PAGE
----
The first round ended Thursday night with a total attendance of 62,897 over four sessions, including a crowd of 21,048 for the final session (Mason County vs. Shelby Valley, Anderson County vs. Elliott County) that was the largest ever for a first-round session. At one point, there were even coaches relegated to the upper deck and trying to horse-trade their way downstairs to better seats.
Single-session attendance records have much to do with the attraction of the participating teams — for instance, Elliott County is wildly popular with its own fan base but also a curiousity for the rest of us — but the total proves continues to maintain its level of popularity — in this format, at this location. Here’s hoping neither of those things changes.
Ethan Spurlin and Jeff Jackson of Lincoln County have been voted the 12th Region player and coach of the year by the Kentucky Association of Basketball Coaches.
Spurlin was the area’s leading scorer with about 20 points per game, and he led Lincoln in rebounds (7) and assists (4) as well. His award comes with an automatic invitation to the Kentucky all-star tryouts next month.
Jackson led the Patriots to a 20-10 record that included their second straight 45th District championship. They reached the regional semifinals before losing to McCreary Central.
The two will receive their awards Friday at the Boys Sweet Sixteen, along with the other regional winners. Click here for the full list.
The 12th Region’s run of state tournament success continued today when West Jessamine won the opening game of the Boys Sweet Sixteen, making the Colts only the second team from our region to win a boys state tournament game in the last 13 years.
They took the hard way to a 51-40 victory over Hazard, rallying from 11 points down in the final 12 minutes, 55 seconds. Click these links for Casey Castle’s story from The Jessamine Journal and the official box score from the game.
Hazard scored with 4:56 left in the third quarter to take a 39-28 lead that equaled its largest of the game, but the Bulldogs got only one more point the rest of the way, and they missed their last 20 field-goal attempts.
West Jessamine had something to do with that, of course, and reserve guard Randy Troyer had a lot to do with it. Troyer, a senior who seldom saw action in the Colts’ three regional tournament wins, played 13 minutes, 50 seconds of lockdown defense on Hazard star Josh Whitaker in the second half. Whitaker had 14 points in the first half but only four in the second, when he was 1-for-6 from the field.
“When we put him on Whitaker, their offense really didn’t do anything,” West Jessamine guard Jarrod Polson said.
For his part, Troyer said he prides himself on playing good defense. “Usually I have to guard Jarrod in practice … and he can be a handful. There were times (Wednesday) when I wanted to come out, and I knew I couldn’t,” he said.
Hazard’s shooters were a bitter cold 4-for-25 in the second half, and West Jessamine coach Robert Hammonds said he thinks the Colts’ defense was a factor. “We really went over the scouting report. and we really thought we knew them to the best of our ability,” Hammonds said.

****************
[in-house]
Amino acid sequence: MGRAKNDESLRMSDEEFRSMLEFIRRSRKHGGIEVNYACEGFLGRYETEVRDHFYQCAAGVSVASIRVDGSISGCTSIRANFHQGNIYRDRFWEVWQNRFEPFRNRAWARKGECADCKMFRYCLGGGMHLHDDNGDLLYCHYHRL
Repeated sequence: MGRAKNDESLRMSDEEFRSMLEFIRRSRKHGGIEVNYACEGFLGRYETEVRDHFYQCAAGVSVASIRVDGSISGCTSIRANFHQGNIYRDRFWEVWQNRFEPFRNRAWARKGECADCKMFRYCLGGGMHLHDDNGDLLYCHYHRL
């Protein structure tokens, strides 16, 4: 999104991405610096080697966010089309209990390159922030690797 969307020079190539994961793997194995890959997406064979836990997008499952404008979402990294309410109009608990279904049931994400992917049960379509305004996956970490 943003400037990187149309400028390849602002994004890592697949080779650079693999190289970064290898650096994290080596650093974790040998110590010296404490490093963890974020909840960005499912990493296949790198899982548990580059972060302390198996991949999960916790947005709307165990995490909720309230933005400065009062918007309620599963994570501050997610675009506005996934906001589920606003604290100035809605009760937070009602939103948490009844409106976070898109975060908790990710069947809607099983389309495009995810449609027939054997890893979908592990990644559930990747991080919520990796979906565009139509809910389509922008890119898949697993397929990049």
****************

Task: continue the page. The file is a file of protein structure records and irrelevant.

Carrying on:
Polson scored 14 points and Jonathan Rehner added 10 for West Jessamine, which won the school’s first-ever state tournament game and will play Grayson County in a Friday quarterfinal. The Colts shot 46 percent from the field, while Hazard, which was at 48 percent at halftime, finished at 32 percent.
Casey County brought the kind of following to the Girls Sweet Sixteen last week that turns heads, even among those who have been coming to the state tournament for a long time. Perhaps 2,000 or more turned out for at least two of the Lady Rebels’ three games.
Whether it helped them or not is a subjective question that I can’t answer, but they’re pretty sure it did. Consider these comments I found while cleaning out my notebook this week:
“I have to say how proud I am of my team and my school and my community, the town of Liberty and the county of Casey. They have supported us extremely well.” — coach Randy Salyers
“I’ve been coming to the state tournament for 14 years, and I think we probably had the biggest fan following I’ve ever seen.” — Salyers
“It really kept us energized and pumped up, having that many fans behind us. It just felt like we were unstoppable.” — center Megan Pittman
“Our community has supported us since we started, but for all these people to come all the way to Bowling Green meant everything, seeing all those people in blue shirts.” — guard Natalie Wesley
“It’s amazing. I wouldn’t trade them for anything in the world.” — guard Lauren Hatter
“To see that sea of Columbia blue says a lot about our community. That’s all the girls were talking about when we headed back to the hotel (after the first-round game), ‘Did you see our crowd?’ It almost felt like Casey was playing at home.” — athletic director Victor Black